Ayan Panja (Ha. 1986-91) is a GP, broadcaster, writer and educator who describes himself as an expert generalist. His book, The Health Fix, explores lifestyle-based interventions to improve your day-to-day health in a tailored and targeted way.
When you were at Brighton College, what did you want to be when you ‘grew-up’?
A singer or a writer.
Tell us about yourself now you've grown up.
I don’t think I’ll ever grow up! I’ve lived in St Albans for the last 18 years where I work as a GP partner. My wife is a psychiatrist and our children are 16 and 10. I have what is known as a portfolio career which involves the work of a GP partner along with broadcast, writing and medical education.
What about your life now would most surprise your Brighton College teachers?
That I stuck it out in one career for 30 years and counting. I was a restless and slightly inattentive soul at school… I am so lucky that my vocation has enabled me to explore other areas of work.
What are your favourite memories of your time at school?
Soooo many memories... made some lifelong friends. I loved the day-to-day stuff – both the ordinary and the special. Iced buns from the tuck shop for 20p, playing round-the-table in the JCR in Hampden, flying in a Chinook and doing aerobatics in Chipmunks with the RAF in Kent, the German exchange to Hamburg, the choir trip to Berlin, Saturday cricket matches, summer concerts, winning the house music competition, playing the piano and singing for the Icelandic ambassador’s visit and somehow getting lost every year on the sponsored walk all fill my memory banks with joy and laughter. Also grateful for some amazing teachers – Chris Hatcher and Nick Bremer in particular made a hard job look easy and really connected with students. It’s a cliché, I know, but I also won’t ever forget singing Jerusalem for the last time in chapel or the leaver’s ball.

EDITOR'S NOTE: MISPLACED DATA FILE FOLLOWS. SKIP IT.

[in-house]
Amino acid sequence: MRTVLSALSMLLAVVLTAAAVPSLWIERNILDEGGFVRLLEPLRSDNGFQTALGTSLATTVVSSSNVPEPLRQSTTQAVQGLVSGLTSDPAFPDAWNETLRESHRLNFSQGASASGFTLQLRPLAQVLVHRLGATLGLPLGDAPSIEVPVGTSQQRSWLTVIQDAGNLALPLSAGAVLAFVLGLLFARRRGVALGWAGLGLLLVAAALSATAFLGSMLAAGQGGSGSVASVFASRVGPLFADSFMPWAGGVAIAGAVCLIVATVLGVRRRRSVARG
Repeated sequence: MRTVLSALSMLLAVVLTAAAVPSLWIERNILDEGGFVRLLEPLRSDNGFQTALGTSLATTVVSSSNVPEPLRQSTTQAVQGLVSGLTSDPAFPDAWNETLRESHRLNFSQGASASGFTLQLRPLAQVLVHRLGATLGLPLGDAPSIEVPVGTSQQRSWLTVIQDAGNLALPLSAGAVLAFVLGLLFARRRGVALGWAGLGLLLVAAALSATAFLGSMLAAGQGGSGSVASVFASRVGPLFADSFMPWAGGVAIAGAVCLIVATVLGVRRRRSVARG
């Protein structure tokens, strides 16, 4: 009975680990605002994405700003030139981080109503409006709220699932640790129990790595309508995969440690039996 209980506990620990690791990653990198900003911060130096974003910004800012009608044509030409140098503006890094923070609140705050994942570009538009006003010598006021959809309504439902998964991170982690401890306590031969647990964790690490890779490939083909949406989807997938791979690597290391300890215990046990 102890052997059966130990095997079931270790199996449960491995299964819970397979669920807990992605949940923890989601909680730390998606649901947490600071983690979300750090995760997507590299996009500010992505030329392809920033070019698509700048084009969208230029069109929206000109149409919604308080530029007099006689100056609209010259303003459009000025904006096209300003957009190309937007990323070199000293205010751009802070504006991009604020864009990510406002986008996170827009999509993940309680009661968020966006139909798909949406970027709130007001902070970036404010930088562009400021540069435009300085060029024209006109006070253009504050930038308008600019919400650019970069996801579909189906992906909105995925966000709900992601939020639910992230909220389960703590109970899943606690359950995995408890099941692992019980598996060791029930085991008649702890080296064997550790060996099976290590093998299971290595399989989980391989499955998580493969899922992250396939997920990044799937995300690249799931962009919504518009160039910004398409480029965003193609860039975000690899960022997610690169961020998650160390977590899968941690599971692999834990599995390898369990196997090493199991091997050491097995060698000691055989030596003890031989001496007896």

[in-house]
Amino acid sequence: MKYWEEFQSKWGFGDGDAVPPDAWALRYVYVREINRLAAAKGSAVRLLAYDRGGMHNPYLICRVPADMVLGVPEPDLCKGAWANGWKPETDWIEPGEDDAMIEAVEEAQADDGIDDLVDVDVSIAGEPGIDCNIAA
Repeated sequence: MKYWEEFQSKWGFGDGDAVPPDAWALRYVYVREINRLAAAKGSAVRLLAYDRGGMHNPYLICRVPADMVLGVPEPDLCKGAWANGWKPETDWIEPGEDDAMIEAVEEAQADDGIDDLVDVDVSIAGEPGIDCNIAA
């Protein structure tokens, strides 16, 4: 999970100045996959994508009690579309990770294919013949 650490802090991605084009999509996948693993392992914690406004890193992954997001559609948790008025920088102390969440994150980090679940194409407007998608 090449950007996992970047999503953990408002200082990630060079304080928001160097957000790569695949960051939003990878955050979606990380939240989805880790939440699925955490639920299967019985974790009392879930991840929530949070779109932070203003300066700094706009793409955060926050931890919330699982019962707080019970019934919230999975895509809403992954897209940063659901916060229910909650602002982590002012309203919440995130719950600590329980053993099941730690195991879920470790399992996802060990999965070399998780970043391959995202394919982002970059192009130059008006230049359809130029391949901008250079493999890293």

What advice would you give to your school-age self?
Be yourself. Be compassionate. Do what you love and are good at. Have fun. You only live once.
What do you do as a career?
I went to medical school at Imperial after leaving Brighton. I did quite a lot of music there, chasing record deals and becoming social secretary as I was a bit nonplussed with medical school teaching and curriculum. I eventually ended up as a GP after falling in love with that kind of work as a student. General practice is about people, not just diseases. You can make such an impact in the community as a GP. You never get bored or quite know what to expect, and you are often trusted by people who are at their most vulnerable.
I also did a chunk of varied broadcasting work for the BBC from 2006 until 2016 and then drifted into well-being and lifestyle medicine after my own spell of poor health. I teach doctors on a course called ‘Prescribing Lifestyle Medicine’ and have just distilled some of my concepts down into a book designed for the public so they can learn the methods for themselves. THE HEALTH FIX is out on January 5th 2023. I also put out a weekly podcast called Saving Lives in Slow Motion which covers everything from invisible illnesses to impostor syndrome – what makes us human and how it can lead to ‘poor health’.